Only motorists whose cars have odd-numbered registration plates will be allowed to drive.
On Tuesday, if the restrictions remain in place, it will be the turn of those with even-numbered plates.
Ministers acted after air pollution exceeded safe levels for five days running in Paris and surrounding areas.
The smoggy conditions have been caused by a combination of cold nights and warm days, which have prevented pollution from dispersing.
The measure has been tried once before, in 1997. Paris air quality monitoring body Airparif says it had a noticeable impact on improving air quality, although critics have disputed its findings.
Motorcycles will also be covered by the ban, which runs from 05:30 (04:30 GMT) to midnight on Monday. There are exceptions for electric and hybrid vehicles, and for cars carrying three or more passengers.
Those flouting the restrictions will face a small fine although there will be free parking for those with number-plates ending in an even number.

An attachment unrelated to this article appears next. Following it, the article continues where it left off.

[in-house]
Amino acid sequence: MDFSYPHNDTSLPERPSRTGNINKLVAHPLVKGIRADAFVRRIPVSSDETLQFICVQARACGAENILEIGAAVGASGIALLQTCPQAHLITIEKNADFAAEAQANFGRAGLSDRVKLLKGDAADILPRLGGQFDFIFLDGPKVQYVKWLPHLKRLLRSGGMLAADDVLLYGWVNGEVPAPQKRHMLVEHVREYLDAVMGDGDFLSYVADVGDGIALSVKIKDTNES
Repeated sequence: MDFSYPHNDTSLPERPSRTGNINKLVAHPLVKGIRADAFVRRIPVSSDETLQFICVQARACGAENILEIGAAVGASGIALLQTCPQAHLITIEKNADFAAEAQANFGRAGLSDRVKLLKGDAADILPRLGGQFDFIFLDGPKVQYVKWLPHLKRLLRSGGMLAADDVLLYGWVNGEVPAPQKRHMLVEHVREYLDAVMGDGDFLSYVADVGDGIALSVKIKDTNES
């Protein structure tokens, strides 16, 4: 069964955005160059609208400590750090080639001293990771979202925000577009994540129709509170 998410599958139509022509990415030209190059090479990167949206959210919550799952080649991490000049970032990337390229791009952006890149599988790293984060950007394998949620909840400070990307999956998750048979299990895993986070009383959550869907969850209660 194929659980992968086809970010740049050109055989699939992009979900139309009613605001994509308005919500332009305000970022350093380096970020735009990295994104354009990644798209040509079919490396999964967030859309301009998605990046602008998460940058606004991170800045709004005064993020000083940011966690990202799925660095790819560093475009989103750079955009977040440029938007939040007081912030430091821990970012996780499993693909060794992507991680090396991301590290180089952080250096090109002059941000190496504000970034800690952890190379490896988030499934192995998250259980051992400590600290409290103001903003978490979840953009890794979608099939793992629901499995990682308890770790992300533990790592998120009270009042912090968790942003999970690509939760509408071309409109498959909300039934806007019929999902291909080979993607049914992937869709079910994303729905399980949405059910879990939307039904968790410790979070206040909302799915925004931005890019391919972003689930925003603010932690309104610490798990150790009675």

Delivery companies are already complaining of lost income, BBC Paris correspondent Hugh Schofield says. Politically the stakes are high, with elections for Paris mayor due to start next week.
Opposition leader Jean-Francois Cope complained that the ban “lacks coherence, explanation and on the ground it’s really panic”.
On Friday, public transport was made free of charge for three days in an attempt to encourage people to leave their cars at home. This measure will continue on Monday.
The capital’s air quality has been one of the worst on record, French environmental agencies say, rivalling the Chinese capital, Beijing, one of the world’s most polluted cities.
On Friday, pollution levels hit 180 microgrammes of PM10 particulates per cubic metre, more than double the safe limit of 80.
PM10 particulates are emitted by vehicles, heating systems and heavy industry.
Pollution levels were said to have fallen on Sunday but were expected to rise again on Monday.
The government is to review pollution levels again, before deciding whether to extend the driving restrictions for longer.
Officials say one heavy rainfall would have more effect than a one-day ban.